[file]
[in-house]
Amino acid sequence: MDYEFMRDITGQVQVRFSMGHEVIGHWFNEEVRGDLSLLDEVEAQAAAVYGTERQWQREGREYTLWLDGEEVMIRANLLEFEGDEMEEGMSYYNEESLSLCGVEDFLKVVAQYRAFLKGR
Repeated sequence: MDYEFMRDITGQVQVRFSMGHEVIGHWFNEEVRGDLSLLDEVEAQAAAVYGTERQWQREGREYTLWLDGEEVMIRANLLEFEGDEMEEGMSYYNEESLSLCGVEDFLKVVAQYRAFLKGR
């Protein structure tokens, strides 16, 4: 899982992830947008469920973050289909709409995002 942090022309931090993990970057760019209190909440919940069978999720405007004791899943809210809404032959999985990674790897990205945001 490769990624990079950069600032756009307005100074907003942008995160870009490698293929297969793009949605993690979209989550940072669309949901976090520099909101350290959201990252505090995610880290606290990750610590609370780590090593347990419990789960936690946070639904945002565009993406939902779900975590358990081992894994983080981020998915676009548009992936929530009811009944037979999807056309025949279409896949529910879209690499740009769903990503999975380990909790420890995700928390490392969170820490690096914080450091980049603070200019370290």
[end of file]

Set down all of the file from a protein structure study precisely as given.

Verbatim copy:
[in-house]
Amino acid sequence: MDYEFMRDITGQVQVRFSMGHEVIGHWFNEEVRGDLSLLDEVEAQAAAVYGTERQWQREGREYTLWLDGEEVMIRANLLEFEGDEMEEGMSYYNEESLSLCGVEDFLKVVAQYRAFLKGR
Repeated sequence: MDYEFMRDITGQVQVRFSMGHEVIGHWFNEEVRGDLSLLDEVEAQAAAVYGTERQWQREGREYTLWLDGEEVMIRANLLEFEGDEMEEGMSYYNEESLSLCGVEDFLKVVAQYRAFLKGR
């Protein structure tokens, strides 16, 4: 899982992830947008469920973050289909709409995002 942090022309931090993990970057760019209190909440919940069978999720405007004791899943809210809404032959999985990674790897990205945001 490769990624990079950069600032756009307005100074907003942008995160870009490698293929297969793009949605993690979209989550940072669309949901976090520099909101350290959201990252505090995610880290606290990750610590609370780590090593347990419990789960936690946070639904945002565009993406939902779900975590358990081992894994983080981020998915676009548009992936929530009811009944037979999807056309025949279409896949529910879209690499740009769903990503999975380990909790420890995700928390490392969170820490690096914080450091980049603070200019370290």